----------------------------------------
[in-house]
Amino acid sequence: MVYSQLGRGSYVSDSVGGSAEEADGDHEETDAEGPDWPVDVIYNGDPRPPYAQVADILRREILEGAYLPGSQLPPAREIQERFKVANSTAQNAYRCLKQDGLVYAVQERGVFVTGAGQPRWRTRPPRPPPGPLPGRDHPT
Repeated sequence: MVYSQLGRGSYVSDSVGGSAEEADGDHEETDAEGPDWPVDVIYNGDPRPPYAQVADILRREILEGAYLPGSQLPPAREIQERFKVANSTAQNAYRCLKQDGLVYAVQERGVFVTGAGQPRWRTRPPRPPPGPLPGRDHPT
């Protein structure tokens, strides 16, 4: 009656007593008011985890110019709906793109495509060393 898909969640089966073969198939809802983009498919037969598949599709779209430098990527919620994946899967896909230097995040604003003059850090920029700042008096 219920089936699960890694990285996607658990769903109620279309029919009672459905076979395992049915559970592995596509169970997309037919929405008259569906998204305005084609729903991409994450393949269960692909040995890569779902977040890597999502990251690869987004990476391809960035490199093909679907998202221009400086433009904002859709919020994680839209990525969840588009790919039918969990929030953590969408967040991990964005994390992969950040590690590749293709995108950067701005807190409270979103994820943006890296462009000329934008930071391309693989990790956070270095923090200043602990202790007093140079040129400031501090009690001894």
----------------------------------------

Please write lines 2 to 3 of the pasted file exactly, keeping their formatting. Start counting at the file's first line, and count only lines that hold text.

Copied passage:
Amino acid sequence: MVYSQLGRGSYVSDSVGGSAEEADGDHEETDAEGPDWPVDVIYNGDPRPPYAQVADILRREILEGAYLPGSQLPPAREIQERFKVANSTAQNAYRCLKQDGLVYAVQERGVFVTGAGQPRWRTRPPRPPPGPLPGRDHPT
Repeated sequence: MVYSQLGRGSYVSDSVGGSAEEADGDHEETDAEGPDWPVDVIYNGDPRPPYAQVADILRREILEGAYLPGSQLPPAREIQERFKVANSTAQNAYRCLKQDGLVYAVQERGVFVTGAGQPRWRTRPPRPPPGPLPGRDHPT